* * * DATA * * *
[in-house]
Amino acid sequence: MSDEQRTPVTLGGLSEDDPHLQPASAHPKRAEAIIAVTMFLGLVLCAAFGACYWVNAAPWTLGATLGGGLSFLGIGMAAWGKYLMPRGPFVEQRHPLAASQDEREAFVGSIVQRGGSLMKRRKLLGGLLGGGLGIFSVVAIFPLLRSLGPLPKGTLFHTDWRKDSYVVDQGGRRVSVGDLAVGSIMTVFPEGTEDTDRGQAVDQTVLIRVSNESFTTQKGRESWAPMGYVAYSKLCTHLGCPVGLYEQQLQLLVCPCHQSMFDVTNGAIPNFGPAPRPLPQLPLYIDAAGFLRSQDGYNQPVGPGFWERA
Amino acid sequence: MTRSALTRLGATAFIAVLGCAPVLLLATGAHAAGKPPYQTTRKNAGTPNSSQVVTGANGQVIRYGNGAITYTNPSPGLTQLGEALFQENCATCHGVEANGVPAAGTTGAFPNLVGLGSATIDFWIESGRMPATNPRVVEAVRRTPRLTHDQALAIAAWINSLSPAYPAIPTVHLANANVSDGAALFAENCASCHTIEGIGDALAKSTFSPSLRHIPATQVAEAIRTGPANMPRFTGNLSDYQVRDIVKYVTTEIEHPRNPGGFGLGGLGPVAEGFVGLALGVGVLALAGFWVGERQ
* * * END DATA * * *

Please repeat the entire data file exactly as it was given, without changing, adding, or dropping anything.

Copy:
[in-house]
Amino acid sequence: MSDEQRTPVTLGGLSEDDPHLQPASAHPKRAEAIIAVTMFLGLVLCAAFGACYWVNAAPWTLGATLGGGLSFLGIGMAAWGKYLMPRGPFVEQRHPLAASQDEREAFVGSIVQRGGSLMKRRKLLGGLLGGGLGIFSVVAIFPLLRSLGPLPKGTLFHTDWRKDSYVVDQGGRRVSVGDLAVGSIMTVFPEGTEDTDRGQAVDQTVLIRVSNESFTTQKGRESWAPMGYVAYSKLCTHLGCPVGLYEQQLQLLVCPCHQSMFDVTNGAIPNFGPAPRPLPQLPLYIDAAGFLRSQDGYNQPVGPGFWERA
Amino acid sequence: MTRSALTRLGATAFIAVLGCAPVLLLATGAHAAGKPPYQTTRKNAGTPNSSQVVTGANGQVIRYGNGAITYTNPSPGLTQLGEALFQENCATCHGVEANGVPAAGTTGAFPNLVGLGSATIDFWIESGRMPATNPRVVEAVRRTPRLTHDQALAIAAWINSLSPAYPAIPTVHLANANVSDGAALFAENCASCHTIEGIGDALAKSTFSPSLRHIPATQVAEAIRTGPANMPRFTGNLSDYQVRDIVKYVTTEIEHPRNPGGFGLGGLGPVAEGFVGLALGVGVLALAGFWVGERQ